Dennis Pogson, May 15, 2007
    #6
  7. Roger N. Clark (change username to rnclark)

    gpaleo Guest


    Seen "Borat" one too many times, maybe????????????
     
    gpaleo, May 15, 2007
    #7
  8. Sophie,

    Thank you. I'll have to rethink bringing a 300 f/4.

    Roger
     
    Roger N. Clark (change username to rnclark), May 15, 2007
    #8
  9. Roger N. Clark (change username to rnclark)

    Pete D Guest

    I would actually be thinking that you do not have the wide end covered.
     
    Pete D, May 16, 2007
    #9
  10. I was wondering when someone would open that question.
    The key is pano head: I do mosaics which enables me to
    make any angular field of view, including greater than
    180 degrees. In most of my travels, I have never
    found a need for wide angle lenses, and usually never carry
    wider than 28mm on APS C digital sensors.
    Even without a pano head, one can do mosaics, even hand
    held. It works quite well and results in wonderfully
    large megapixel images.

    Roger
     
    Roger N. Clark (change username to rnclark), May 16, 2007
    #10
  11. Roger N. Clark (change username to rnclark)

    THO Guest

    "Roger N. Clark (change username to rnclark)" <>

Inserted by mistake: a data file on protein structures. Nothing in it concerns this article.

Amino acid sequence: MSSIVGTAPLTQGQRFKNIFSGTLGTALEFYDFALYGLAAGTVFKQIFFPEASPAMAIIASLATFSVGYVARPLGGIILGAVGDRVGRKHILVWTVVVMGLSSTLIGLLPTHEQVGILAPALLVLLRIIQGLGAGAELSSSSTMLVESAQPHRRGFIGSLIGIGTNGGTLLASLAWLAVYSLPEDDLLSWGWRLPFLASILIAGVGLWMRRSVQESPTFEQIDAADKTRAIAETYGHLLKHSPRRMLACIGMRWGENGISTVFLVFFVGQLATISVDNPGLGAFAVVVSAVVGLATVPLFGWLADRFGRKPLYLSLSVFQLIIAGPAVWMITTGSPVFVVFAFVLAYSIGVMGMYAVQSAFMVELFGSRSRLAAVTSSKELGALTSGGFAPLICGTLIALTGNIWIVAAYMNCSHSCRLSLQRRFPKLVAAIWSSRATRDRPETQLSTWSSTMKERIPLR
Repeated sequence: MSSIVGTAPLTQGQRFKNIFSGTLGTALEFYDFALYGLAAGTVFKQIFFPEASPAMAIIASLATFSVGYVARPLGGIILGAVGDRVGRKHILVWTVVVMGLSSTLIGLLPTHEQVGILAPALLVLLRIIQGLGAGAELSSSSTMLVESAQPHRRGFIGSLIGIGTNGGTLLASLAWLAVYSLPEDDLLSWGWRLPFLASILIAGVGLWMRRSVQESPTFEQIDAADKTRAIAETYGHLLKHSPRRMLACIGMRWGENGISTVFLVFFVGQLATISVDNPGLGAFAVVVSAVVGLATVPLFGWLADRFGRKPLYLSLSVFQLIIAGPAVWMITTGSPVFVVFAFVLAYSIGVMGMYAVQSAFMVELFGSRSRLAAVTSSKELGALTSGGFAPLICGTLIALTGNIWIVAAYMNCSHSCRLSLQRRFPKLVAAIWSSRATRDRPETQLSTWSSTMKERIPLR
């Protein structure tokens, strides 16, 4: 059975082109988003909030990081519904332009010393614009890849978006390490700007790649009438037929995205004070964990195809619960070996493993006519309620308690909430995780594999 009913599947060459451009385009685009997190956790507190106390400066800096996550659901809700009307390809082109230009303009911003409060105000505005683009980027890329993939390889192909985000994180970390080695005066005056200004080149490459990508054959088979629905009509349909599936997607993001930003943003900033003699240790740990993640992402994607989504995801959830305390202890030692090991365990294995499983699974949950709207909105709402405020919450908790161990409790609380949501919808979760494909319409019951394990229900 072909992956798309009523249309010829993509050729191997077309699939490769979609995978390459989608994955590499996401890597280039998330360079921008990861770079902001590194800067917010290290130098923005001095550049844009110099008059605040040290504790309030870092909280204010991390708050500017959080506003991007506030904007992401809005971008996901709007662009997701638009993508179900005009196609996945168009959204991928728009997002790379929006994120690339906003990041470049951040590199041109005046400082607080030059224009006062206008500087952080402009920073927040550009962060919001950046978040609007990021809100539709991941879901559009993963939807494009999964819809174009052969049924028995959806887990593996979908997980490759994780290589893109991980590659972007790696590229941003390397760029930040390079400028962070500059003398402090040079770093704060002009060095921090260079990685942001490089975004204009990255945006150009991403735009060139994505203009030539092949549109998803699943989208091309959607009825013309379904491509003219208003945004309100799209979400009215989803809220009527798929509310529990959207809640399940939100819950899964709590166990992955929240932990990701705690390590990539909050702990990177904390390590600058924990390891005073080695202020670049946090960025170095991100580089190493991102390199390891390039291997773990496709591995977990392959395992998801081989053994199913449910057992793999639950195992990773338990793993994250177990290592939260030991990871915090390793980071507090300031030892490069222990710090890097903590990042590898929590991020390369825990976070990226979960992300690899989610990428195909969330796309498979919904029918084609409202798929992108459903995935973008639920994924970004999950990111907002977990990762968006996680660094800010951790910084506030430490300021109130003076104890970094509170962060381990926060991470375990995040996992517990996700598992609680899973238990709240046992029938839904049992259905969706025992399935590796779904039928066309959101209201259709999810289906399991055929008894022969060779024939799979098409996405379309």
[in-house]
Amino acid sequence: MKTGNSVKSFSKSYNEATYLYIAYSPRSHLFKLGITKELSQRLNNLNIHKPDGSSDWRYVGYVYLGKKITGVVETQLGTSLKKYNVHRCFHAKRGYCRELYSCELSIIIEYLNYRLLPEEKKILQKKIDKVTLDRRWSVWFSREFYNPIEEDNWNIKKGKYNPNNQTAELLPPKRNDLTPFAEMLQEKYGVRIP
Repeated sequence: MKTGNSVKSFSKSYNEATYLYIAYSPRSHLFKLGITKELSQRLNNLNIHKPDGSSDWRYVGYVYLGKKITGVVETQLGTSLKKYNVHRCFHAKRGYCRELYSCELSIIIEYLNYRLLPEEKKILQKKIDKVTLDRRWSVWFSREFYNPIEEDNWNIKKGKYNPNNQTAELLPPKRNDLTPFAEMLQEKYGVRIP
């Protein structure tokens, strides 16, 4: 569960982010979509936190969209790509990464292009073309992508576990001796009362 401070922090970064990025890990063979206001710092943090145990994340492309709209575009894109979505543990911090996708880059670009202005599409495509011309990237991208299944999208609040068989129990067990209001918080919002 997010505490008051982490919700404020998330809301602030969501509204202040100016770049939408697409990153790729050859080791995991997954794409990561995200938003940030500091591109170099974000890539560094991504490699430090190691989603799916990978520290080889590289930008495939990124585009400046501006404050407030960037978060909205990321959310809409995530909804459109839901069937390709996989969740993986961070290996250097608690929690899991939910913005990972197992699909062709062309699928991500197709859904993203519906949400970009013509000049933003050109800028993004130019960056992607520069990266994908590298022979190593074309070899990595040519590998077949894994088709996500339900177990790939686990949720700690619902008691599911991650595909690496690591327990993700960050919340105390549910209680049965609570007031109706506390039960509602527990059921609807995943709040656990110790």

wrote:
    Roger, I'm curious about your pano techniques -- are there any special
    techniques for shooting the scenes without the pano head? What software
    do you use for combining the images and which pano head when you use
    one? Thanks.
     
    THO, May 17, 2007
    #11
  12. Hi,
    The problem with hand held panos is parallax.
    So including very close subjects usually does not
    work. But for subjects further away, they work just
    fine. I use ptgui (ptgui.com, no affiliation)
    for the mosaics.

    Examples of hand-held mosaics:
    2x3 frames:
    http://www.clarkvision.com/gallerie...nyara.sunset.c01.17.2007.JZ3F7144-9b-800.html

    1x4 frames (this included moving animals):
    http://www.clarkvision.com/gallerie...bra.sunrise.c01.23.2007.JZ3F0891-6c-1200.html

    For large mosaics with a pano head, you can include close